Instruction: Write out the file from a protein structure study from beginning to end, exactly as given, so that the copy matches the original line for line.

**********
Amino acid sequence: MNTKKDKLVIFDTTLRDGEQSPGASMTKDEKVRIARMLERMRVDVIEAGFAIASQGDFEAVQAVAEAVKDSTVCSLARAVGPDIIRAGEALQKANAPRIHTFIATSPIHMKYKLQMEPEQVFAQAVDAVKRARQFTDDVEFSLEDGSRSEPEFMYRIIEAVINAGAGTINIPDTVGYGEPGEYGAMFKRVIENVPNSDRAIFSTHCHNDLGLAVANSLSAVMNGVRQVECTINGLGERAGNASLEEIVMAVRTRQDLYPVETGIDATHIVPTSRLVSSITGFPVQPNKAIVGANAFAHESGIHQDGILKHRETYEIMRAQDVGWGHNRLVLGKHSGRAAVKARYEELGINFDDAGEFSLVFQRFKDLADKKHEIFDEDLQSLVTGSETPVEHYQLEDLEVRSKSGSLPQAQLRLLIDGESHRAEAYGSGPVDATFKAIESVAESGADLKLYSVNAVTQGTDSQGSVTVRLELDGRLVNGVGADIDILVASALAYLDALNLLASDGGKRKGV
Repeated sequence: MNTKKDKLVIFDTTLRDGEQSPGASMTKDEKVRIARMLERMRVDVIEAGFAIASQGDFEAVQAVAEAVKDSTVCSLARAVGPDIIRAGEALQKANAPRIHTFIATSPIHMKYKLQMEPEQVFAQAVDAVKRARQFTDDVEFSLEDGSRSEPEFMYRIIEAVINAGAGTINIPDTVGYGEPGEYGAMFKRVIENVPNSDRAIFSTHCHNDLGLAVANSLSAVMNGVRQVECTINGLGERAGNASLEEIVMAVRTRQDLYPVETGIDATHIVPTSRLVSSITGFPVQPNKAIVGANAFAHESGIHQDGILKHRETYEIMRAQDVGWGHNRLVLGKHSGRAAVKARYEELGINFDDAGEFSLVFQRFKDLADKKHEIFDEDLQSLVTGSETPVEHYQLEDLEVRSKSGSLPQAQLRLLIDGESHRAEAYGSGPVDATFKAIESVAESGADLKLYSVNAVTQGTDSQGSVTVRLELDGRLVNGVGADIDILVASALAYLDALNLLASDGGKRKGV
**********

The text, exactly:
Amino acid sequence: MNTKKDKLVIFDTTLRDGEQSPGASMTKDEKVRIARMLERMRVDVIEAGFAIASQGDFEAVQAVAEAVKDSTVCSLARAVGPDIIRAGEALQKANAPRIHTFIATSPIHMKYKLQMEPEQVFAQAVDAVKRARQFTDDVEFSLEDGSRSEPEFMYRIIEAVINAGAGTINIPDTVGYGEPGEYGAMFKRVIENVPNSDRAIFSTHCHNDLGLAVANSLSAVMNGVRQVECTINGLGERAGNASLEEIVMAVRTRQDLYPVETGIDATHIVPTSRLVSSITGFPVQPNKAIVGANAFAHESGIHQDGILKHRETYEIMRAQDVGWGHNRLVLGKHSGRAAVKARYEELGINFDDAGEFSLVFQRFKDLADKKHEIFDEDLQSLVTGSETPVEHYQLEDLEVRSKSGSLPQAQLRLLIDGESHRAEAYGSGPVDATFKAIESVAESGADLKLYSVNAVTQGTDSQGSVTVRLELDGRLVNGVGADIDILVASALAYLDALNLLASDGGKRKGV
Repeated sequence: MNTKKDKLVIFDTTLRDGEQSPGASMTKDEKVRIARMLERMRVDVIEAGFAIASQGDFEAVQAVAEAVKDSTVCSLARAVGPDIIRAGEALQKANAPRIHTFIATSPIHMKYKLQMEPEQVFAQAVDAVKRARQFTDDVEFSLEDGSRSEPEFMYRIIEAVINAGAGTINIPDTVGYGEPGEYGAMFKRVIENVPNSDRAIFSTHCHNDLGLAVANSLSAVMNGVRQVECTINGLGERAGNASLEEIVMAVRTRQDLYPVETGIDATHIVPTSRLVSSITGFPVQPNKAIVGANAFAHESGIHQDGILKHRETYEIMRAQDVGWGHNRLVLGKHSGRAAVKARYEELGINFDDAGEFSLVFQRFKDLADKKHEIFDEDLQSLVTGSETPVEHYQLEDLEVRSKSGSLPQAQLRLLIDGESHRAEAYGSGPVDATFKAIESVAESGADLKLYSVNAVTQGTDSQGSVTVRLELDGRLVNGVGADIDILVASALAYLDALNLLASDGGKRKGV